Following this meeting, Mr Reuter took steps to have prepared a written contract with Mr Connell. Despite repeated requests of Mr Connell, no such agreement was ever prepared. There was, however, executed on 28 August 1987, an agreement between Rockwood Pastoral Co Pty Ltd, Tryart and Rothwells; this agreement is hereafter referred to as `the Tryart agreement'. Under it, Tryart agreed to engage Rothwells and Rothwells agreed to accept appointment to act as consultants and financial advisers...

For its part, Rothwells undertook to do everything necessary to ensure the proper performance of the services it agreed to perform, it being agreed that those services would be furnished through LR Connell and Mr Reuter, or such other consultants as Rothwells should deem necessary.''

On 20 October 1987 the values of shares listed on the Australian Stock Exchange plummeted. Notwithstanding the collapse of the stock market, the Tryart bid was not withdrawn and, indeed, on 5 November 1987 was declared to be unconditional. At that point it appeared likely that Rothwells would be able to claim the Tryart fee. The stock market collapse, however, had exposed the financial instability of Rothwells and, despite its prospective entitlement to the Tryart fee, by November 1987 Rothwells was heading for insolvency. For the purpose of the proceedings before his Honour it was agreed between the parties that as at November 1987 Rothwells was insolvent. In early November 1987 Rothwells attempted to

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discount the Tryart fee and obtained assistance from Reuter in doing so.

At that time Connell had informed Reuter that Rothwells was in significant financial trouble. On 9 November 1987 Reuter consulted a solicitor to obtain advice on his position if Rothwells received and applied the proceeds of the discounted fee. Reuter was concerned that he would not receive his share of the fee, then estimated at $40m, if the monies received from the discounted fee were used to satisfy the demands of Rothwells' creditors.

On 9 November 1987 Reuter instructed his solicitor to write to Tryart seeking confirmation that Tryart would not consent to the assignment of the fee without prior notice to Reuter and also instructed his solicitor to write to Rothwells seeking an undertaking that Rothwells would account to Reuter for any monies received by discounting the fee. In the latter letter Reuter threatened to commence proceedings against Rothwells to obtain an injunction restraining Rothwells from assigning the benefit of the Tryart fee unless a satisfactory undertaking was offered.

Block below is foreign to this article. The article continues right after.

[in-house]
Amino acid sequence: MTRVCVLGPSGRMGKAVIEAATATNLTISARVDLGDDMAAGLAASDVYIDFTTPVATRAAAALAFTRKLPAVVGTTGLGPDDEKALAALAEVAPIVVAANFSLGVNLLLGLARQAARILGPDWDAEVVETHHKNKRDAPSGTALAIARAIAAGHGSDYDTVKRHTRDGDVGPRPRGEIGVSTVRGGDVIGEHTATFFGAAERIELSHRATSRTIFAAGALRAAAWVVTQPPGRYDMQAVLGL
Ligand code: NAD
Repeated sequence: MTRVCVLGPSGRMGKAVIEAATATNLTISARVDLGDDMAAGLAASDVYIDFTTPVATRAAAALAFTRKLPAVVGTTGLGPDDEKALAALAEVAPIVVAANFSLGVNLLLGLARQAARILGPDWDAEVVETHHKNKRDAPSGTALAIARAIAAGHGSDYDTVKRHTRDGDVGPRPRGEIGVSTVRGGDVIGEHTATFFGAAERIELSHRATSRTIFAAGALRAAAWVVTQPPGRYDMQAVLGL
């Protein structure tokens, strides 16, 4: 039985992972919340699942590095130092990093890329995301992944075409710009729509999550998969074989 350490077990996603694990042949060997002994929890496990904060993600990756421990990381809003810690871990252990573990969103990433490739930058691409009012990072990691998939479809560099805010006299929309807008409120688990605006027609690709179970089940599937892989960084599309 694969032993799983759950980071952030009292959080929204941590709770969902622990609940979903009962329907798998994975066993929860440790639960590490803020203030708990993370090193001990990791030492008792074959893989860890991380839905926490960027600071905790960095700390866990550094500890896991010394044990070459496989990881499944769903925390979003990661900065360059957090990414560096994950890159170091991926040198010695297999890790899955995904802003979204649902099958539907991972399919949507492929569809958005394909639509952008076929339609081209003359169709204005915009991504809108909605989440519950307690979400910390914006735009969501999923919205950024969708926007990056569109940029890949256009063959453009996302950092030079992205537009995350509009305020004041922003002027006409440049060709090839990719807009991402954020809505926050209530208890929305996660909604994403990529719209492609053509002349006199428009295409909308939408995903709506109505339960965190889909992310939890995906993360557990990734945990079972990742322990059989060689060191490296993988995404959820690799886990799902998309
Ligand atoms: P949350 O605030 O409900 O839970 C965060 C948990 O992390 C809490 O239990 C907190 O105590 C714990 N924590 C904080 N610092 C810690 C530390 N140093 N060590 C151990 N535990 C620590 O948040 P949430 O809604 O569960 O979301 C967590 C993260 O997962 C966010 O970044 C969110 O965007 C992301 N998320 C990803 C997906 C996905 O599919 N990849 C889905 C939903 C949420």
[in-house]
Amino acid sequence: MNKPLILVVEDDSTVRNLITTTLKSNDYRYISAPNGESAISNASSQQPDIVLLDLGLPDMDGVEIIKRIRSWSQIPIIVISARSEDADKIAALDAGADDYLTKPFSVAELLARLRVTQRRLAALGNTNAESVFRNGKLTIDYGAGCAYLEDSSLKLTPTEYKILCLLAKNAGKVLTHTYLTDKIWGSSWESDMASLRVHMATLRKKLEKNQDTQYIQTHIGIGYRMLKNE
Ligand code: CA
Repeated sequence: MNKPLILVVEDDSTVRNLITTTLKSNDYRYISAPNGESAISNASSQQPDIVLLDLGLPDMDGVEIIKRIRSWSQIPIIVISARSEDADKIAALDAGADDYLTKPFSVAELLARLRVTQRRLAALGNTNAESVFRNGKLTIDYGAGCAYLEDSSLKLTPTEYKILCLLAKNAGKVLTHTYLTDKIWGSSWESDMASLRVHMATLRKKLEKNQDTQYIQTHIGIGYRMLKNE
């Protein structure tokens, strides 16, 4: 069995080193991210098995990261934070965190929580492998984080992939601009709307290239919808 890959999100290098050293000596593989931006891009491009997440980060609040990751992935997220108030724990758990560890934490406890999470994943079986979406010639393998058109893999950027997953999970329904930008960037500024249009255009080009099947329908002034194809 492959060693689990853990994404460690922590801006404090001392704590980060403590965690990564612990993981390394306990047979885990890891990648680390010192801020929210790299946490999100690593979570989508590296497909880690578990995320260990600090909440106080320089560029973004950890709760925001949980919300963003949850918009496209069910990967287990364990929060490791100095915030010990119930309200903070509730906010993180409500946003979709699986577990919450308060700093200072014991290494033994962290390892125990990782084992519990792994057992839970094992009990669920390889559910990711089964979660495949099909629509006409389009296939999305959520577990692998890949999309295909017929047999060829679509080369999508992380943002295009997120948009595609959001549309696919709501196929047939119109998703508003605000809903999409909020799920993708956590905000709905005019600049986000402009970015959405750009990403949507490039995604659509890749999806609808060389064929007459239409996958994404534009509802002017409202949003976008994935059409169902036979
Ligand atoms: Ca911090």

On the same day a Memorandum of Understanding was executed by Tryart, Rothwells and Bond Media Limited (``BML''). In the Memorandum it was recited that subject to the ANZ Banking Group Limited executing a ``Credit Facility Agreement'' with Tryart to finance the takeover offer, BML had agreed to purchase [emphasis added] from Rothwells ``all of its rights to payment of fees, costs and other moneys under the Tryart agreement''. It was also recited that the rights under that agreement had been assigned [emphasis added] to BML pursuant to a Deed of Assignment executed by Rothwells. That Deed was not in evidence before his Honour. The substantive terms of the Memorandum were an acknowledgement by Tryart that Rothwells had assigned to BML its right to payment of fees under the Tryart agreement and an agreement between Tryart and BML that Tryart would pay to BML any fees payable under that agreement.

On 10 November 1987 Reuter's solicitor was advised by a solicitor instructed by Rothwells that Rothwells denied that an agreement had been made between Rothwells and Reuter for Reuter to be paid a fee in respect of the Tryart takeover bid. In the course of that day various meetings were held between the parties, the outcome of which was the acceptance by Reuter and Dougherty that Connell, or Rothwells, would pay $8m to Reuter and $2m to Dougherty for the services they had rendered in the Tryart bid.

According to the evidence provided by Reuter and his solicitor, at that time neither Reuter nor the solicitor was concerned about the financial position of Rothwells. That evidence was rejected by his Honour. His Honour found that both Reuter and his solicitor were aware that there was a real possibility that Rothwells might be placed in liquidation and that any payment made by Rothwells to Reuter in respect of Reuter's fee would be a sum recoverable by the liquidator.

On the same day Reuter's solicitor conferred with a solicitor apparently instructed by both Rothwells and BML. In that conference Reuter's solicitor was informed that Connell, and presumably Rothwells, did not have funds to pay $10m to Reuter and Dougherty and that BML would be making a substantial loan to Rothwells secured by the Tryart agreement. It was suggested to Reuter's solicitor that BML should pay the sum of $10m payable to Reuter and Dougherty as consideration for Reuter and Dougherty agreeing not to obstruct the transaction between BML and Rothwells.

On 11 November 1987 Reuter, his solicitor and Dougherty attended a conference with senior counsel convened to discuss the position of Reuter and Dougherty in the proposed transactions. In particular, the advice of counsel was sought on whether the arrangement between Reuter, Dougherty and BML could result in the liquidator seeking to have Reuter and Dougherty return monies received from BML if Rothwells went into liquidation.